The tagline above are lyrics from Sufjan Stevens’ album The Age of Adz.
The song has the same name as well. I have been a big Sufjan fan since college. I was a dj for my university’s radio station, and we had to “program” cds, which pretty much means, make sure they didn’t say any words banned by the FCC, time each song, and write a little bit about the album itself and if it was worth playing or not.
Greetings to Michigan came out during that time, and I took it home to listen. It was like nothing I had ever heard before. I went back to his older albums which had a bit more religious overtones, and required a bit more patience I think. Of course after this, I was waiting for everything he would make and looking forward to a concert.
Seven Swans came next (which I still can listen to from start to finish), and then Come on and Feel the Illinoise, which pushed the introvert into the indie limelight, all thanks to the film Little Miss Sunshine.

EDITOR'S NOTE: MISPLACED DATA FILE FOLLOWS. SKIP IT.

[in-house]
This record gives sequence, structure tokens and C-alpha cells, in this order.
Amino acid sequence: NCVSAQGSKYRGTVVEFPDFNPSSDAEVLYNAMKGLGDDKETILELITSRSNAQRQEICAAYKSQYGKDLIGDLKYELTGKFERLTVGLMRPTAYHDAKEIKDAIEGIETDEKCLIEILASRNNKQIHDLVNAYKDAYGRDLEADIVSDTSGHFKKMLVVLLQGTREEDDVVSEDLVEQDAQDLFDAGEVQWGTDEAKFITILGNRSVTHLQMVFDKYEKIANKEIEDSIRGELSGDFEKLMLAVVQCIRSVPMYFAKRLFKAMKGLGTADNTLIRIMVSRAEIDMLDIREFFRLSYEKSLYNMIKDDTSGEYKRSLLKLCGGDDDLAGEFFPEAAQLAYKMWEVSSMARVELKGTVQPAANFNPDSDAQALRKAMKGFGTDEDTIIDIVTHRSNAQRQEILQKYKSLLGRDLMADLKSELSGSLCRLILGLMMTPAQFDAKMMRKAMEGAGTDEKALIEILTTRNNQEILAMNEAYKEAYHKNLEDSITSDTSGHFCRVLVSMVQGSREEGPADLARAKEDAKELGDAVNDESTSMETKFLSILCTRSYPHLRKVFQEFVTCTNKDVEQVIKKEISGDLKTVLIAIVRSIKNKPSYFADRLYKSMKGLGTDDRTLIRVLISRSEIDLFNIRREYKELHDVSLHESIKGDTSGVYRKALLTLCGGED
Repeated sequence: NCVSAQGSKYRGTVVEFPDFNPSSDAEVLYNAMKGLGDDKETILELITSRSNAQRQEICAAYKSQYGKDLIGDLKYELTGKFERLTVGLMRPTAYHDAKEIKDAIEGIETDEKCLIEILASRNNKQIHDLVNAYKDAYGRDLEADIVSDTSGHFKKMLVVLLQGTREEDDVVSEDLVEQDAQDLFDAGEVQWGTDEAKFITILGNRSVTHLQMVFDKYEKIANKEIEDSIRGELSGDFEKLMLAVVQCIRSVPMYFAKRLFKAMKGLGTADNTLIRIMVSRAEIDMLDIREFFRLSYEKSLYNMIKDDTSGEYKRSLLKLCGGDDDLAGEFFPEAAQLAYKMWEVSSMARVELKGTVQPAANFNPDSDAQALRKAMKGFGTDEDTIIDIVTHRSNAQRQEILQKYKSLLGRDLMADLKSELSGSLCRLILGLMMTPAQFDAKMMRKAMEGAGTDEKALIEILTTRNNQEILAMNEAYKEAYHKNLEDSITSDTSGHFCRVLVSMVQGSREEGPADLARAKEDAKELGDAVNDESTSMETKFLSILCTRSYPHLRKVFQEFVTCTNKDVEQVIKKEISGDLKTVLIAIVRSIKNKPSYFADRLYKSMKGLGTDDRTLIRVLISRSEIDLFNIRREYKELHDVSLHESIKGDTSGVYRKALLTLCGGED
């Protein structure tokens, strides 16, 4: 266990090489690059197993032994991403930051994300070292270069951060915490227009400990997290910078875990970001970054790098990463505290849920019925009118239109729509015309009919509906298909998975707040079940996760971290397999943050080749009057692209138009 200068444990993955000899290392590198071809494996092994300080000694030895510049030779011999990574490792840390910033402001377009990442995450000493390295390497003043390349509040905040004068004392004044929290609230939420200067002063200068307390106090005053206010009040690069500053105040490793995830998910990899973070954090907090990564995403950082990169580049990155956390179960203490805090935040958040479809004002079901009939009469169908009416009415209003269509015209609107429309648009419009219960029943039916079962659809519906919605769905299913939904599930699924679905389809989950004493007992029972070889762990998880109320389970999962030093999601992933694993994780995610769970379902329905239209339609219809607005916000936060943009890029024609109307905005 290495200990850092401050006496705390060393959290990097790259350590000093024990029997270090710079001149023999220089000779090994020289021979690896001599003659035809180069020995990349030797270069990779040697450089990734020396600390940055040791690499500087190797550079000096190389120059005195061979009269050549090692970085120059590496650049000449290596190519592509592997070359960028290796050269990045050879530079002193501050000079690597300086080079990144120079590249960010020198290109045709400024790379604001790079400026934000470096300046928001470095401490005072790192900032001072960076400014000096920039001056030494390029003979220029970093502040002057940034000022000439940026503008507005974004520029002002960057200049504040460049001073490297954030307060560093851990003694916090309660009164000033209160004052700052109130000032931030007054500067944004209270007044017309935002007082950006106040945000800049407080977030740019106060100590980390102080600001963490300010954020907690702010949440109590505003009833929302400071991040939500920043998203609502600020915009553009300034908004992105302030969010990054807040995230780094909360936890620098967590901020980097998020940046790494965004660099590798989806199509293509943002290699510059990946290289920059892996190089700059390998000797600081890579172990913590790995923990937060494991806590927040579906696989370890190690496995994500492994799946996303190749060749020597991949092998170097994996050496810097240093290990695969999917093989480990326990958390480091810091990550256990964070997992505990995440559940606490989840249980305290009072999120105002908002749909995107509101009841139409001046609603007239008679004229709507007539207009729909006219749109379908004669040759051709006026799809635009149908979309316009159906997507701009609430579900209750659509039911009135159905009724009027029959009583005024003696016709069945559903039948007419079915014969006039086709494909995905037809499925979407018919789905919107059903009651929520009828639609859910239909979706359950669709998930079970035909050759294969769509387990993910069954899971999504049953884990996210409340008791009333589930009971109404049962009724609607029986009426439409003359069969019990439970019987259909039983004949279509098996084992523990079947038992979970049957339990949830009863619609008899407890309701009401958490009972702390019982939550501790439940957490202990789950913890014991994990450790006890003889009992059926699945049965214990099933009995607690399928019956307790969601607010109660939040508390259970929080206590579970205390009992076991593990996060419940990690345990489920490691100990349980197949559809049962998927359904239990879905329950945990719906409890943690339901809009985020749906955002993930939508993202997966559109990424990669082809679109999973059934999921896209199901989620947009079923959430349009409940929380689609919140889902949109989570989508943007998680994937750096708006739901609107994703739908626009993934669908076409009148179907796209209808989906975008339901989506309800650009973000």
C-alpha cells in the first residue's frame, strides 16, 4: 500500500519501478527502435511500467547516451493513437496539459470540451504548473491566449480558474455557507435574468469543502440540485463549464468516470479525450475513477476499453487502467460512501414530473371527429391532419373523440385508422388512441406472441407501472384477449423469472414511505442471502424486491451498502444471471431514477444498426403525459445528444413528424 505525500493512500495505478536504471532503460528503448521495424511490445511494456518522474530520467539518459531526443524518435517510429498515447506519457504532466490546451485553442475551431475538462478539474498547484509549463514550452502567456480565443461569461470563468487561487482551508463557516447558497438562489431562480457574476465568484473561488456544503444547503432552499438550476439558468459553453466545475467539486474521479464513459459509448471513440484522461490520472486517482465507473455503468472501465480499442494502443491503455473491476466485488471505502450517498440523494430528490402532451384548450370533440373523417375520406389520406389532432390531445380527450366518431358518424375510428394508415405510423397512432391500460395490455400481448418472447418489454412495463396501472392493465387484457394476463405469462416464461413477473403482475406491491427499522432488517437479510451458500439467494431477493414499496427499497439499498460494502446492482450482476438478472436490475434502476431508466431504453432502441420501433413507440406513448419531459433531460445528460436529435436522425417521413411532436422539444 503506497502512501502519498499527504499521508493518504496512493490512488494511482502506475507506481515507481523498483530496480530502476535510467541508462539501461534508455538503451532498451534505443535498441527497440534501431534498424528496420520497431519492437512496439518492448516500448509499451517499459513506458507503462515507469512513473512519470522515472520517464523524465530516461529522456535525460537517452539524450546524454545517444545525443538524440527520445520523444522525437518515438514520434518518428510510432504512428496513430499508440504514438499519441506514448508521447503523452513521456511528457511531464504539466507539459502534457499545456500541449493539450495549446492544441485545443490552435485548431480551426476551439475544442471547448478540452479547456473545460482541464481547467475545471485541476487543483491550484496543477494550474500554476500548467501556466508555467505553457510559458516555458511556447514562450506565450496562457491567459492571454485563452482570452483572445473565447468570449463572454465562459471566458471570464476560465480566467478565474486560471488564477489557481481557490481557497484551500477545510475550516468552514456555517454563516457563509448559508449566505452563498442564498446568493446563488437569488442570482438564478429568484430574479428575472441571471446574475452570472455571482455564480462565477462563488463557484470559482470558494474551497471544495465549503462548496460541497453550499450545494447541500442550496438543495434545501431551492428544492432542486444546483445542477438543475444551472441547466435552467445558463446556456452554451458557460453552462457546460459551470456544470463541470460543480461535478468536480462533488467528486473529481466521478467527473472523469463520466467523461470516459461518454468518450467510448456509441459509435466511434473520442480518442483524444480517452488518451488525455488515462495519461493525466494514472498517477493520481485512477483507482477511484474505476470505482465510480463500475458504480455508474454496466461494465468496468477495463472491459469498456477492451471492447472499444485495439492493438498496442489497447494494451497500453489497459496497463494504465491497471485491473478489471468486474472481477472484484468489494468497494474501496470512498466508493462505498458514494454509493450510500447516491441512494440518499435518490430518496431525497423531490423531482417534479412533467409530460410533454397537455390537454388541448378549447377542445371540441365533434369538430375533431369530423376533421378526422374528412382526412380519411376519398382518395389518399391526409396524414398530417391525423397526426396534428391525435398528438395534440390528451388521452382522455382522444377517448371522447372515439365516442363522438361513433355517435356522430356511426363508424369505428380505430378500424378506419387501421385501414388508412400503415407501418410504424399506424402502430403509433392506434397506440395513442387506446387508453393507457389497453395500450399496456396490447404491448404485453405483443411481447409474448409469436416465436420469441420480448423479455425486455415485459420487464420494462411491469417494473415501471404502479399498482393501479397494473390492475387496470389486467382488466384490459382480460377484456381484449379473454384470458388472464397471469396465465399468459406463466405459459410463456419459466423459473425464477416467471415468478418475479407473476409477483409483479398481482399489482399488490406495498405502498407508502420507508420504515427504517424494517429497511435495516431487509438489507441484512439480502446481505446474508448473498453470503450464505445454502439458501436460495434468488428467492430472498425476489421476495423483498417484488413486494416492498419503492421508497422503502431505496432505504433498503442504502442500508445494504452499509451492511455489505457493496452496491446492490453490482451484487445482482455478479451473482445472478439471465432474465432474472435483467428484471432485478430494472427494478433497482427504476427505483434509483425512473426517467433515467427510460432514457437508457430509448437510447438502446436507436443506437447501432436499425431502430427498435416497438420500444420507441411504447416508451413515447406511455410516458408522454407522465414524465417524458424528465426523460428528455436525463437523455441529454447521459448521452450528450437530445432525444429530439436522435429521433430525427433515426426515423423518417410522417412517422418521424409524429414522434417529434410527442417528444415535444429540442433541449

There were somethings in between….B sides from Illinoise, Christmas albums, the film in honor of the Brooklyn-Queens Expressway. But The Age of Adz is the first full length album Stevens has released since Illinoise.
It is a far cry from his other works. Not as sparse and landscape-esque as Michigan. There are very few bells and chimes in this album. It addresses some of the same heavy subject matter of Seven Swans, but with a more upbeat tone.The sweeping, turn of the century musical feel of Illinoise is also absent. This album is rooted in the 2010s–with autotune, lots of synthesizers, and dare I say it, dancey beats.
The song writing of Stevens is one of his strengths. You feel as if you are privy to all the fears, hopes, and dreams that he might not articulate in any other way.
I highly recommend it.